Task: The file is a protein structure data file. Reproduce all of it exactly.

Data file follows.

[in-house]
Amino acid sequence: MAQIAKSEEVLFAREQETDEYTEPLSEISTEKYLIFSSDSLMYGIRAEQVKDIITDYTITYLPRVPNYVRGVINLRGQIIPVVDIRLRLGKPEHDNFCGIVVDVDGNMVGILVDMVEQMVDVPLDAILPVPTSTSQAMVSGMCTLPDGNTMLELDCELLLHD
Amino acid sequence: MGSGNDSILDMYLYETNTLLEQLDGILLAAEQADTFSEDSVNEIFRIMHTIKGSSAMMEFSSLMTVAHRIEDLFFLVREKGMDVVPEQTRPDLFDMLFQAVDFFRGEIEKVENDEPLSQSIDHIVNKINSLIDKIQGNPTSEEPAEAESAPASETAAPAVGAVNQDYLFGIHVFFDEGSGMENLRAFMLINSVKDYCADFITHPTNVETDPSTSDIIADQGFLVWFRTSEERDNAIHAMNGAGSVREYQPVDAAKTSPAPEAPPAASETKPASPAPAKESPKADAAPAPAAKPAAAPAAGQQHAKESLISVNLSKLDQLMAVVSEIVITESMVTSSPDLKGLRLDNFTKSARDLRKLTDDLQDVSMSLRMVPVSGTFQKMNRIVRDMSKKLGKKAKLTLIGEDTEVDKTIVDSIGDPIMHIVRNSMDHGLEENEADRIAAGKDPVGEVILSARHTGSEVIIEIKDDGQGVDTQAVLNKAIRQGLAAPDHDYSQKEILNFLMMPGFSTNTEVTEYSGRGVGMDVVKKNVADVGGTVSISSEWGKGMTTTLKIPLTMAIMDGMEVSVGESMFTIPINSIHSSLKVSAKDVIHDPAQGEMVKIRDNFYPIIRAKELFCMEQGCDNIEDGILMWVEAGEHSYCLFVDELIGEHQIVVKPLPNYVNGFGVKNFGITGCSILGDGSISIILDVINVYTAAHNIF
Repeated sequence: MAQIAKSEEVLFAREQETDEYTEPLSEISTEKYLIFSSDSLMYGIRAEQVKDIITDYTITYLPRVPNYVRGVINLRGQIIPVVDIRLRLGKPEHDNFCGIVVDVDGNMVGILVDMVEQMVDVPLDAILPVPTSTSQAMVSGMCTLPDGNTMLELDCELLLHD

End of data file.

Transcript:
[in-house]
Amino acid sequence: MAQIAKSEEVLFAREQETDEYTEPLSEISTEKYLIFSSDSLMYGIRAEQVKDIITDYTITYLPRVPNYVRGVINLRGQIIPVVDIRLRLGKPEHDNFCGIVVDVDGNMVGILVDMVEQMVDVPLDAILPVPTSTSQAMVSGMCTLPDGNTMLELDCELLLHD
Amino acid sequence: MGSGNDSILDMYLYETNTLLEQLDGILLAAEQADTFSEDSVNEIFRIMHTIKGSSAMMEFSSLMTVAHRIEDLFFLVREKGMDVVPEQTRPDLFDMLFQAVDFFRGEIEKVENDEPLSQSIDHIVNKINSLIDKIQGNPTSEEPAEAESAPASETAAPAVGAVNQDYLFGIHVFFDEGSGMENLRAFMLINSVKDYCADFITHPTNVETDPSTSDIIADQGFLVWFRTSEERDNAIHAMNGAGSVREYQPVDAAKTSPAPEAPPAASETKPASPAPAKESPKADAAPAPAAKPAAAPAAGQQHAKESLISVNLSKLDQLMAVVSEIVITESMVTSSPDLKGLRLDNFTKSARDLRKLTDDLQDVSMSLRMVPVSGTFQKMNRIVRDMSKKLGKKAKLTLIGEDTEVDKTIVDSIGDPIMHIVRNSMDHGLEENEADRIAAGKDPVGEVILSARHTGSEVIIEIKDDGQGVDTQAVLNKAIRQGLAAPDHDYSQKEILNFLMMPGFSTNTEVTEYSGRGVGMDVVKKNVADVGGTVSISSEWGKGMTTTLKIPLTMAIMDGMEVSVGESMFTIPINSIHSSLKVSAKDVIHDPAQGEMVKIRDNFYPIIRAKELFCMEQGCDNIEDGILMWVEAGEHSYCLFVDELIGEHQIVVKPLPNYVNGFGVKNFGITGCSILGDGSISIILDVINVYTAAHNIF
Repeated sequence: MAQIAKSEEVLFAREQETDEYTEPLSEISTEKYLIFSSDSLMYGIRAEQVKDIITDYTITYLPRVPNYVRGVINLRGQIIPVVDIRLRLGKPEHDNFCGIVVDVDGNMVGILVDMVEQMVDVPLDAILPVPTSTSQAMVSGMCTLPDGNTMLELDCELLLHD